Reported Cancer-causing Bromate contamination among PET bottled water

Published: 28 August 2006
Category: Cancer link & plastic packaging, PET (polyethylene terephthalate), Packaging CONCERNS

According to PR Newswire, after reports of alleged bromate (a cancer-causing carcinogen) contamination among major polyethylene terephthalate (PET) bottled water brands, consumers and consumer advocates alike are beginning to question corporate accountability and the U.S. Food and Drug Administration (FDA) about “lapses in the bottled water regulatory system.” According to the Natural Resources Defense Council, an environmental advocacy group, 60 percent to 70 percent of the bottled water sold in the United States—including tonic water, club soda, seltzer water, carbonated water as well as flavored and fortified waters—is exempt from FDA bottled water standards.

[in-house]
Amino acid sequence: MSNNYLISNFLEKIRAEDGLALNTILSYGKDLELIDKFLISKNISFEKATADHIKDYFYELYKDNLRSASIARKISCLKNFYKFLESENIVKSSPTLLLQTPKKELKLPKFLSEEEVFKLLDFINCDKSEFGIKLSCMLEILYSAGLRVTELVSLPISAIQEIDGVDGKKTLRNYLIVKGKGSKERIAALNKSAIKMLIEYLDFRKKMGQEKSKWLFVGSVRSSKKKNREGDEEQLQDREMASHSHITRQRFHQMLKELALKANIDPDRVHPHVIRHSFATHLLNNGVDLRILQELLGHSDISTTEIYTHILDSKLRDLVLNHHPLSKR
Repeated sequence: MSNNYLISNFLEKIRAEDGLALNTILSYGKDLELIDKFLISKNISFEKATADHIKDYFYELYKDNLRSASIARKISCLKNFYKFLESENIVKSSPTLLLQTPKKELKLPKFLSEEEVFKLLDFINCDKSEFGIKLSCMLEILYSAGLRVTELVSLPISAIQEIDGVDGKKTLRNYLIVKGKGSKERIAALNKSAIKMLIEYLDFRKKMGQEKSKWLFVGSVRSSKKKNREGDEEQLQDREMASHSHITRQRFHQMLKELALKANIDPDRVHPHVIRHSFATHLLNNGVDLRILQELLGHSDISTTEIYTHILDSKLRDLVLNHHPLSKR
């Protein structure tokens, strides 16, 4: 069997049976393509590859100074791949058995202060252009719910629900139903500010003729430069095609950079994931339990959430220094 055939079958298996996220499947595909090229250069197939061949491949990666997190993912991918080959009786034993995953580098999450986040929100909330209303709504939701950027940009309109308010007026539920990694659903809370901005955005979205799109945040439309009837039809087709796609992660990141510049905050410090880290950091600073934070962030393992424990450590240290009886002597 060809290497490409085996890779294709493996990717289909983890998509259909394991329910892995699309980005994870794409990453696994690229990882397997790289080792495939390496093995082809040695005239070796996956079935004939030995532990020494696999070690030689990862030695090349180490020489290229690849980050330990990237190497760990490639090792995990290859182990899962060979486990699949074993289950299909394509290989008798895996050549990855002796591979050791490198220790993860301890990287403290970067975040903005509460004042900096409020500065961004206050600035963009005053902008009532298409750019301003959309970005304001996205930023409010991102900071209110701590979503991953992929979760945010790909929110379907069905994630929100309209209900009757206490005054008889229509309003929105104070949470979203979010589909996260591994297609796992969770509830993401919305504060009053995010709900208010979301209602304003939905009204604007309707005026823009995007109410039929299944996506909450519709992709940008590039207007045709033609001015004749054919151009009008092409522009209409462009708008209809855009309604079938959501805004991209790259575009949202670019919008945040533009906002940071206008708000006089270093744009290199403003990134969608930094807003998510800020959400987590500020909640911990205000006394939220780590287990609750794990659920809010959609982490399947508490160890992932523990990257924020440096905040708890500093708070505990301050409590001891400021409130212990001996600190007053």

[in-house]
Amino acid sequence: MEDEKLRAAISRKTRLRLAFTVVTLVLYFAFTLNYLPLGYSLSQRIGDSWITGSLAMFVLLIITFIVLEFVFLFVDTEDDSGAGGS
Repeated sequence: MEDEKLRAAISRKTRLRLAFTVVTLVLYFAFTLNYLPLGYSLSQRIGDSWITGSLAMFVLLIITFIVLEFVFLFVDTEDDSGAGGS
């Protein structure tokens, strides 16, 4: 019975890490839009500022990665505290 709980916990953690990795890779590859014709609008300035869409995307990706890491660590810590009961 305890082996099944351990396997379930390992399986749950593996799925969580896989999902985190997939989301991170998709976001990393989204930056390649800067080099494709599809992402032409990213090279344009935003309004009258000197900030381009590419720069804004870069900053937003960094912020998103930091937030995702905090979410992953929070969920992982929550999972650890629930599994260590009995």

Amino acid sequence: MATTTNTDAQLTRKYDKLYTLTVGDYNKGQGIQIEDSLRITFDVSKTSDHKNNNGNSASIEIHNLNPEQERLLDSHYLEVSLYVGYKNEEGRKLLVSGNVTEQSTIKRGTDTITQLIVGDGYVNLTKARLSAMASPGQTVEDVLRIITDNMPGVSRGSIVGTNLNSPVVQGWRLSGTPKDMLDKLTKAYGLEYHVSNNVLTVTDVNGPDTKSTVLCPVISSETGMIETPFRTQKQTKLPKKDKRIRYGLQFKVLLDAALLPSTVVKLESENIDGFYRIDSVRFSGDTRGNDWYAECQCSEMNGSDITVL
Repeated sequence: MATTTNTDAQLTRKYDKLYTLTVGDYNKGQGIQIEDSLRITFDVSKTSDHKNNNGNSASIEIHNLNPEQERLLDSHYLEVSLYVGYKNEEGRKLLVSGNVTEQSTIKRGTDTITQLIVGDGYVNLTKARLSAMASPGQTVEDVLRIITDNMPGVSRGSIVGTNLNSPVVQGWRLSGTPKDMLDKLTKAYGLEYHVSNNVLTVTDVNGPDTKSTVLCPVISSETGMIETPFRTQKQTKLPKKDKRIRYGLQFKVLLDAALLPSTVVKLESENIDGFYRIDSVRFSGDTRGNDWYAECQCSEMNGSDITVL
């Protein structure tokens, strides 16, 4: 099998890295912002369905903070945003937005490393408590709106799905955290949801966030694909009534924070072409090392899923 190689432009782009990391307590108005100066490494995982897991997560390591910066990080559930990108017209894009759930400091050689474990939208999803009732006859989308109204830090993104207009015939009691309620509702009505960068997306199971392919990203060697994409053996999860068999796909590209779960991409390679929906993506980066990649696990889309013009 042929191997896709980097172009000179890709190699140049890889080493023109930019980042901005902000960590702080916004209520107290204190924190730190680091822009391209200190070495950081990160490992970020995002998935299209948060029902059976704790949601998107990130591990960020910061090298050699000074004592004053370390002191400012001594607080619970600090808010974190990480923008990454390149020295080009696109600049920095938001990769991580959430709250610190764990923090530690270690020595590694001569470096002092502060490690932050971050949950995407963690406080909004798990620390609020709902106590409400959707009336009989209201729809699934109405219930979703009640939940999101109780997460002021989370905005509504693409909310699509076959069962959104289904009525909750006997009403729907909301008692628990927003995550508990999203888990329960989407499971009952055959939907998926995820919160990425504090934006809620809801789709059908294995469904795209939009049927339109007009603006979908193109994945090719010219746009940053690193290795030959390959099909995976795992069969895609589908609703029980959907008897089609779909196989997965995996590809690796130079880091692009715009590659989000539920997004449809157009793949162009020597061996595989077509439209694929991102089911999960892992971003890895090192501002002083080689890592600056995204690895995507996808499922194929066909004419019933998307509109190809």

Much to the thanks of the bottled water industry’s efforts to promote its water as “pure, safe, healthy and superior to tap water,” bottled water sales in the United States are second only to soft drink sales and “many people now mistakenly associate special health benefits with bottled water.” According to Gigi Kellett, Director of Corporate Accountability International Association Campaigns, reports of bromate contamination of polyethylene terephthalate bottled water produced by Coke’s Dasani and, more recently, Mayer Bros. Co. (a bottled water manufacturer for private labels of major supermarkets such as Wegmans and Food Club) prove that “bottled water is actually less regulated than tap water” and provide “evidence that challenges the misleading market of the bottled water industry.”

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